Good to see that Newmania has found time in a busy breeding cycle to start blogging again, and no surprise that his last couple of posts see him on brilliant form. Including this post on council housing. Now, whenever I post about council estates being modern rookeries, secure retreats for the criminal underclass, I usually get at least one comment or email along the lines of "I grew up on a council estate in the 1960s ..." or "Mum still lives on a council estate". So I need to make clear that I'm not condemning anyone on the basis of personal association with council housing, that small blocks of council houses in the country don't count as estates in this sense, and that, yes, many better people than me have made their way in the past from council estate to grammar school to Oxbridge in a realisation of personal potential and demonstration of social mobility of a kind I wholeheartedly support.
Council housing used to be allocated on a waiting list basis; anyone could go on the list. Council estates were therefore socially mixed places, and in many cases teachers lived next to welders and civil servants across the road from train drivers. All that changed when council house allocations became needs-based; overnight those most adept at playing the Welfare system went to the front of the queue and large metropolitan council estates rapidly became Stews of Hogarthian squalor, idleness, ignorance, disease and want. The Hills Report, commissioned by government from the LSE and quietly buried thereafter, catalogues a litany of failure in Welfare Housing;
- The economic cost to the country of subsidised welfare rents is £6.6bn a year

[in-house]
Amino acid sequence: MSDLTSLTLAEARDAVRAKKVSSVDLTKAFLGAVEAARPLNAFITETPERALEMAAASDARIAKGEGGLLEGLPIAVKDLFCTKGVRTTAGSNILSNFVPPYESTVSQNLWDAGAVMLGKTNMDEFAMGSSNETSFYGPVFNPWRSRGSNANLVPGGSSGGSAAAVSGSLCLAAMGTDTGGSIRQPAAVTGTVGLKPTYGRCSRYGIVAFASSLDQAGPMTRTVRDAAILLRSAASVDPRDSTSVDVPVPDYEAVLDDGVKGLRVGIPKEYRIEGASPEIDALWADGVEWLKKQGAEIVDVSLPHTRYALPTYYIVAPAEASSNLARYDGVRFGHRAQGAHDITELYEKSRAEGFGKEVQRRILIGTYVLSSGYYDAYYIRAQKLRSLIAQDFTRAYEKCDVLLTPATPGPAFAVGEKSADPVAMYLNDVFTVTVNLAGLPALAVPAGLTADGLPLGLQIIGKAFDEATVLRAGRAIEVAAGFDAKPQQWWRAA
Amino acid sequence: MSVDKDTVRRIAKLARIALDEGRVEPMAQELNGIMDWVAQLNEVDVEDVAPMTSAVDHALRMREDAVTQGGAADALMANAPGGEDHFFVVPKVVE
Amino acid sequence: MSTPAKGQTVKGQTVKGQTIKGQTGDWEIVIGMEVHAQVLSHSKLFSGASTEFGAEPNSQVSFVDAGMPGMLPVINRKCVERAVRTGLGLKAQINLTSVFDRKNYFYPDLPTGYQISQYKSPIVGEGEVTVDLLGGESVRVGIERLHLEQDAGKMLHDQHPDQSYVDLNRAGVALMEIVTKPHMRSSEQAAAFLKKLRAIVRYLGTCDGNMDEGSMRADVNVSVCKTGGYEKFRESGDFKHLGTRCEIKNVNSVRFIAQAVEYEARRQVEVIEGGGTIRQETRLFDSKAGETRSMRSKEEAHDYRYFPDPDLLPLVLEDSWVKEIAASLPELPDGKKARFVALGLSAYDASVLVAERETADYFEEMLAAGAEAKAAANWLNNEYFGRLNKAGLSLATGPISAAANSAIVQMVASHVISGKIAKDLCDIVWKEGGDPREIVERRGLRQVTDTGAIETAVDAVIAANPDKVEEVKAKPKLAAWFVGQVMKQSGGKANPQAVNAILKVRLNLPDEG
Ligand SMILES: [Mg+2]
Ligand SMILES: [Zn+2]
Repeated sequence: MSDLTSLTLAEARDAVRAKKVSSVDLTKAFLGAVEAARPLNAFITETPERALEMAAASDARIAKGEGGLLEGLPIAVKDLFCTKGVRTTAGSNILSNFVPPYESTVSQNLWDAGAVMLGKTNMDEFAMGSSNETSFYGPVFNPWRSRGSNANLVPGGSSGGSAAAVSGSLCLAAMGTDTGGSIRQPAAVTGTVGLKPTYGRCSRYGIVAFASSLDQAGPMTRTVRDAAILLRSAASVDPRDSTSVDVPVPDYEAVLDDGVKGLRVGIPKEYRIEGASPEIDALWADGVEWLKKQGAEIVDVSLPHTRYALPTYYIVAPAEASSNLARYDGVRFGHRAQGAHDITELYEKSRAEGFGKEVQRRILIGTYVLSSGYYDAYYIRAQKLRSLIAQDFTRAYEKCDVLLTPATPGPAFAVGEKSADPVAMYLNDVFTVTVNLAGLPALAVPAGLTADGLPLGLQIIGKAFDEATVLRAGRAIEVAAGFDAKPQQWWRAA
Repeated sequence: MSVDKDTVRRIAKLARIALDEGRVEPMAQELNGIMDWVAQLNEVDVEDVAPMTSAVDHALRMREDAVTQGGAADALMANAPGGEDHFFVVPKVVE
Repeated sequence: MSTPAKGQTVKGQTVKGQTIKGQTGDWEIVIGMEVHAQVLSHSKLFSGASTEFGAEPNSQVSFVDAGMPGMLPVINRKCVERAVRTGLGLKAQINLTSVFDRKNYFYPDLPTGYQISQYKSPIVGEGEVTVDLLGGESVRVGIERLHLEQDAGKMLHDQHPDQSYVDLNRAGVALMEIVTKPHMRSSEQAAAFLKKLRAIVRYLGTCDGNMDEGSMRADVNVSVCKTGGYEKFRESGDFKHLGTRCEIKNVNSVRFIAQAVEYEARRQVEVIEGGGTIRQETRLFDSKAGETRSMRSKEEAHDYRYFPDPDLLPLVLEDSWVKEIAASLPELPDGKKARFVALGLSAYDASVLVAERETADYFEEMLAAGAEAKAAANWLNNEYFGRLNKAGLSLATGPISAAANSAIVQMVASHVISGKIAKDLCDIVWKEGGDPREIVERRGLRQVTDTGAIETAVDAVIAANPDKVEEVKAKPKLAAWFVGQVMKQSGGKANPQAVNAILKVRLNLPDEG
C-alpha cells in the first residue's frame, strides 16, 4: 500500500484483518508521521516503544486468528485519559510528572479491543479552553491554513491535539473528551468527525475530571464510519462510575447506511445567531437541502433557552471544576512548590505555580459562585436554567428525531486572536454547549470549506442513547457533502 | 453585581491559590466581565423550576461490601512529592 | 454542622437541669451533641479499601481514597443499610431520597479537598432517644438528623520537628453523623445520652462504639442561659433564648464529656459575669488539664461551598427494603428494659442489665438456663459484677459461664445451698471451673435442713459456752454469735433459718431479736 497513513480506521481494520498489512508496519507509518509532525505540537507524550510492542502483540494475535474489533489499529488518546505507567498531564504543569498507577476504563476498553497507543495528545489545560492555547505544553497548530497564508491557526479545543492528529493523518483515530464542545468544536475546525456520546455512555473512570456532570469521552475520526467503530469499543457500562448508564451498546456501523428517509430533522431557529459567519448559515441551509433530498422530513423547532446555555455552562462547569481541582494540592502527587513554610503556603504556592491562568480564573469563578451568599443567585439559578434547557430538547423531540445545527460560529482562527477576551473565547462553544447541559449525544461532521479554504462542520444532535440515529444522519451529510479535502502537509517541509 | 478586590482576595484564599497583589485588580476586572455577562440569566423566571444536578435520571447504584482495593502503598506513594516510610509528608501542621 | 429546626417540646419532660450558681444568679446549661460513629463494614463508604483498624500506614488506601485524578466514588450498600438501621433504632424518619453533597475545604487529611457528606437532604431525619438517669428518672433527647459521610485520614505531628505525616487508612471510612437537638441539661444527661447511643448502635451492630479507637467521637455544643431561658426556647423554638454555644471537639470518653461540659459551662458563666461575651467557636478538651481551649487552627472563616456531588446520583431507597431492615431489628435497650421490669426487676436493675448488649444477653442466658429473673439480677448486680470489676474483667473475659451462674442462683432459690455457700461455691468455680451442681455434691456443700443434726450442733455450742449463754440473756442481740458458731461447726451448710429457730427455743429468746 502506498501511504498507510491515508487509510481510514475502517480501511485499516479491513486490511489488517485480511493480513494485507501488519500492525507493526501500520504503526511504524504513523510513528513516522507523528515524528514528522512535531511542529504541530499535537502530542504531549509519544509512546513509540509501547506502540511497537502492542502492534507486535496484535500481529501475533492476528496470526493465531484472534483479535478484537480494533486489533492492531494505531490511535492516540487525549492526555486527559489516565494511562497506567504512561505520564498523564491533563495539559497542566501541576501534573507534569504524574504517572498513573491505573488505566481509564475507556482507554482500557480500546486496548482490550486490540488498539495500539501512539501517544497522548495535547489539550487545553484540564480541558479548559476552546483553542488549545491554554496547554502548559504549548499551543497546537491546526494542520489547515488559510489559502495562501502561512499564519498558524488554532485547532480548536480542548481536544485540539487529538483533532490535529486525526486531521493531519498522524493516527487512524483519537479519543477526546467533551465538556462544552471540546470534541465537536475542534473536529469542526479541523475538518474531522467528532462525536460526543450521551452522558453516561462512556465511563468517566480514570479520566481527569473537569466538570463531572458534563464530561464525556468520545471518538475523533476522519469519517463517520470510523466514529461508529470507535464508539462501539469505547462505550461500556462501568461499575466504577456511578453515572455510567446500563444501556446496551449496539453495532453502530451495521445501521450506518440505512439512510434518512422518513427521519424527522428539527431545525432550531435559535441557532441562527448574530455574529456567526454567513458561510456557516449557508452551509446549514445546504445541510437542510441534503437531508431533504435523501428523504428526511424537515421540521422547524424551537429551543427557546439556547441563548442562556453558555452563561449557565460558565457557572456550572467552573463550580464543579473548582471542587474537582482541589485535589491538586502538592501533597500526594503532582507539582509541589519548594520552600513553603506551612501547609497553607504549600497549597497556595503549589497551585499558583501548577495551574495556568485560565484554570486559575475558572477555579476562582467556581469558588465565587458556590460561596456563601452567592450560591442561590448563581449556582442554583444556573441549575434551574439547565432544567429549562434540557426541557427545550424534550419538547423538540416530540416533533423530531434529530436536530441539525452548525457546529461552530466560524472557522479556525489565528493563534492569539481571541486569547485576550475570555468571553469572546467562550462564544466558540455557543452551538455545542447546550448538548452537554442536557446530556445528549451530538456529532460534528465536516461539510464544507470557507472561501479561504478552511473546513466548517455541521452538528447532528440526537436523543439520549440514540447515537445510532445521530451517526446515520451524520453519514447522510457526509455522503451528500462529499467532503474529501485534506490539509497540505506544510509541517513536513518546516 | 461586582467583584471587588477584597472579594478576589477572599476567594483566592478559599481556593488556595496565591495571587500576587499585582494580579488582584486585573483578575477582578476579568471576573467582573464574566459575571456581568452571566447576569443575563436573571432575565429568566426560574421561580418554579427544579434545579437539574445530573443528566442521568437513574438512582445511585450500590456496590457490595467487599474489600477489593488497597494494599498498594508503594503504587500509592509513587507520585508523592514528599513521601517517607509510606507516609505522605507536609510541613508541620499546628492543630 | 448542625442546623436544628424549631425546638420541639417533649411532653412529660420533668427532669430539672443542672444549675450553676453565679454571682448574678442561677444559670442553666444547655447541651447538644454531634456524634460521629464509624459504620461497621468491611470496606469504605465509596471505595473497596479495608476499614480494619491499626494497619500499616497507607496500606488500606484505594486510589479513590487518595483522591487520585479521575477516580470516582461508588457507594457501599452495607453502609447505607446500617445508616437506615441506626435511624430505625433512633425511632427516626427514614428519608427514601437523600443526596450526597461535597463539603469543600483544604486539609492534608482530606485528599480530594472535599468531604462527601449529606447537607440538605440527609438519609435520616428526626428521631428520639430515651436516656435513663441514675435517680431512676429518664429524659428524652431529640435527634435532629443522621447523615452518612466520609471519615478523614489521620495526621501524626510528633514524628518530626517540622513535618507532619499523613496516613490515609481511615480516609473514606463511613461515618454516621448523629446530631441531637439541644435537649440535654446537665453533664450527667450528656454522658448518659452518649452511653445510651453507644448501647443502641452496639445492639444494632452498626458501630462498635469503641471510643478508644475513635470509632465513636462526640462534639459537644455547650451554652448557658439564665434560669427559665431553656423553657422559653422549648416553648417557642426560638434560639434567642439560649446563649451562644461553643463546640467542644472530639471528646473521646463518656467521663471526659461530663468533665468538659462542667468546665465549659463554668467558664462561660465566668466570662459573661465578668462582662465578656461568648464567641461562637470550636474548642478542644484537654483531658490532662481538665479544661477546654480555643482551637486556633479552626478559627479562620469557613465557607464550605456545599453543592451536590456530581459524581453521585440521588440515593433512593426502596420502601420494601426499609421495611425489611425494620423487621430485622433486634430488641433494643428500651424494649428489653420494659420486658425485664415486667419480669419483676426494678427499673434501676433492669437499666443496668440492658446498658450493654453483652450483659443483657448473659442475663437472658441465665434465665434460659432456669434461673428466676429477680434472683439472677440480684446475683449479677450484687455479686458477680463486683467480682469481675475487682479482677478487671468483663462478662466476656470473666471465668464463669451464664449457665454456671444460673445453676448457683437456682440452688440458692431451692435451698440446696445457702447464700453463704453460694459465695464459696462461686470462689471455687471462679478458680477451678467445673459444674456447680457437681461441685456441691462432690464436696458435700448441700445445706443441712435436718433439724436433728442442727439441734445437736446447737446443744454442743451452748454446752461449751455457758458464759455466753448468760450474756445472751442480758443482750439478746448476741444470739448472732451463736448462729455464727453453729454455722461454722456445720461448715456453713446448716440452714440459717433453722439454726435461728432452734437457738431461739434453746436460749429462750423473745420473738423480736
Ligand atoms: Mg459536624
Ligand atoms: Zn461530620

- We (the taxpayer) own £400bn in capital value of welfare housing, but our return on capital after management and maintenance is barely 1% per annum
- It's a myth that council tenants all want to be owner occupiers; given the choice, 39% would prefer to stay as subsidised tenants
- Barely a third of heads of welfare housing households are in full time work
- One in eight private house moves are work related, but just a very few thousand moves a year amongst 4m welfare tenants are for employment reasons
- Welfare tenants stay put in the same house for a very long time. Over twenty years, they will enjoy the benefit of subsidised rent worth £65,000 at Net Present Value.
- Despite subsidised rents meaning that in theory it's much easier for a welfare tenant to move from benefits to work than for a private tenant, very few do so.
The system itself, including welfare housing, actually creates the disadvantage and deprivation it is meant to tackle. The LSE report finds that if you have no qualifications, you will be 43% likely to be workless if you live in non-welfare housing, but 70% likely to be workless if you live in welfare housing. 35% of single parents outside of welfare housing are without work, but 64% of those in welfare housing are out of work.
Moving from benefits to paid work should be very much easier if your rent is only £35 a week; common sense suggests that those in private rented accommodation paying 3 times this at market rates should be the ones 'trapped' on benefits. Yet it is those in welfare housing that show a minimal propensity to make this move.
And these new rookeries command a disproportionate part of our taxes; they suck in police, criminal justice, health, social services, education, public health, regeneration and social care resources, yet unless the populations are broken up and dispersed there is never any real improvement.
Yet welfare housing is still the shibboleth of the socialist central State, the elephant in the room. And as Newmania comments "Any reform of the Coucil house citadels brings New Labour into direct conflict with Old where they have been dug in for generations. Picking fights its a delicate business and this poisonous turf war allows scandalous waste to go on unreformed"